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Consumers are more upbeat about outlook: survey

But sentiments over stock market, quality of life, regular income slide

SINGAPORE consumers are now more bullish about their prospects in the next six months than a year ago, despite the recent spike in market volatility and US sub-prime troubles, according to a MasterCard Survey of consumer confidence in the Asia-Pacific.

The twice-yearly study said the city state posted a confidence rating of 83.6 for H1 of 2008 – higher than the 82.5 reading seen in the year-ago period. This is also higher than the 83.3 rating posted six months earlier.

A score above 50 reflects the extent of optimism, while one below 50 indicates pessimism.

The study also measures consumer confidence according to five indicators – employment, economy, regular income, stock market and quality of life.

Confidence in the employment and economy is up from six months ago, while sentiments on stock market, quality of life and regular income are down.

For example, the employment confidence score was 86.3 – higher than the 83.7 seen six months earlier, and 86.1 a year ago.

Similarly, consumers here gave the economic outlook here a score 88.3, compared with a reading of 81.6 posted half a year ago and the 83.9 posted last year.

In contrast, stock market sentiments dipped to 75.4 – down from 76.6 last year, and the 78.9 scored six months ago.

Similarly, the current confidence in the quality of life dropped to 82.6, compared with 84.8 posted a year ago and 86.9 six months earlier.

MasterCard says the drop in sentiments stemmed from the financial market volatility and rising costs of living.

Elsewhere in the region, the overall outlook on economy (68.3), regular income (81), stock market (66.5) and quality of life (66.7) has improved from the previous survey done in May this year. The view on employment remains constant, the survey adds.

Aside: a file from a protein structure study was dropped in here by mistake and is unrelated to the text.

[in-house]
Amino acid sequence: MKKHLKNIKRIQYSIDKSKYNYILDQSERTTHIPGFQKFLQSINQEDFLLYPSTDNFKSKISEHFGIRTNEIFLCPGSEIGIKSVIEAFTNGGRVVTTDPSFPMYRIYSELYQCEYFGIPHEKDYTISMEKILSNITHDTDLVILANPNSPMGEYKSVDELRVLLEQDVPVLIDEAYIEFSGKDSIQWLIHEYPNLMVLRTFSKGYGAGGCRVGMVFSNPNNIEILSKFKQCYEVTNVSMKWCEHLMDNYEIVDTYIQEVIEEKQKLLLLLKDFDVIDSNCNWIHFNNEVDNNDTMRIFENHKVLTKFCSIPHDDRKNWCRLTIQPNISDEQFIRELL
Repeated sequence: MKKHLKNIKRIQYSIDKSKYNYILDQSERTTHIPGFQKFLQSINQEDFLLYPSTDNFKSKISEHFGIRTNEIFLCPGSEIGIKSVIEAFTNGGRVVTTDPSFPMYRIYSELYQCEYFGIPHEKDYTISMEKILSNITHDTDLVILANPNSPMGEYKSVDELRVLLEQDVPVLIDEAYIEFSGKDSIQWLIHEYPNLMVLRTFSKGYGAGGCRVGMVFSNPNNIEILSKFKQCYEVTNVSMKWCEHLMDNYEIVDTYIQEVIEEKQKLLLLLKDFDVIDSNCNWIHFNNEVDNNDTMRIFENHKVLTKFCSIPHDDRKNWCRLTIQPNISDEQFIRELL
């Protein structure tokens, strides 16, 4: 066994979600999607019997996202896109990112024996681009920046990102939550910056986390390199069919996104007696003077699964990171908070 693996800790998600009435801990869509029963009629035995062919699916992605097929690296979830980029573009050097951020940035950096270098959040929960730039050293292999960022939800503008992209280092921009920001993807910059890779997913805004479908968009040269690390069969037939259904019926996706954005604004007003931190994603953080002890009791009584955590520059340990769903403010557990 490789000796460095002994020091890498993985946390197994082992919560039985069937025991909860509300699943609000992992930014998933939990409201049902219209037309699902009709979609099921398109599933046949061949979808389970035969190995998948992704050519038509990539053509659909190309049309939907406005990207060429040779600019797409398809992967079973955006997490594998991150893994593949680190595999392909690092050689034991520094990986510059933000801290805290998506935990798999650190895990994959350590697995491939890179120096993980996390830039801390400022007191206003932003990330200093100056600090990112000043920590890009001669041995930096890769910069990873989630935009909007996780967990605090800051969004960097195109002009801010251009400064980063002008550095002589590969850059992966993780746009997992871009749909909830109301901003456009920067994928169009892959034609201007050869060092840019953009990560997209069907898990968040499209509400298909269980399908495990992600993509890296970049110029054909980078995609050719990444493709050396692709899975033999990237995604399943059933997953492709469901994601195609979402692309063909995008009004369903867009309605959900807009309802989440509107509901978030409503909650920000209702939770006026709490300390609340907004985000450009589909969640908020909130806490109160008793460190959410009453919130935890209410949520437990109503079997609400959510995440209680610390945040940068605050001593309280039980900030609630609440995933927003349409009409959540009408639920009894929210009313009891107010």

Out of 13 Asia-Pacific markets, MasterCard says 10 posted an increase in consumer confidence levels, with Vietnam topping the charts with a score of 94.3.

This is followed by Hong Kong (85.9), China (85.5) and Singapore (83.6).

‘This latest consumer confidence reading of the region is broadly consistent with the short-term outlook of economic conditions of the key regional markets,’ said Dr Yuwa Hedrick- Wong, economic adviser, Asia-Pacific, MasterCard Worldwide.

However, he remained cautious about the longer term prospects next year, adding that ‘the big uncertainty in 2008 is to what extent those real economic conditions can still stay positive.’

Indeed, he sees an economic slowdown in the US next year, amid a higher correlation between inter-regional Asia exports and US non-oil imports, which had risen six fold in the past 25 years.

Furthermore, there are signs that the European economy is weakening, judging from falling economic indicators like imports, industrial output and retail sales there.

On a four-month moving average basis, the year-on- year growth of imports in September slowed to 2 per cent from 7.8 per cent in July 2006.

Similarly, European industrial output growth slowed to 3.3 per cent in September – down from 4.6 per cent in July 2006.

Therefore, ‘the critical uncertainty next year is China, which is now an important exports market for the rest of Asia,’ Dr Wong said.

‘Depending on its market performance, outlook for the second half of 2008 might be very different.’


Source: Business Times 14 Dec 07


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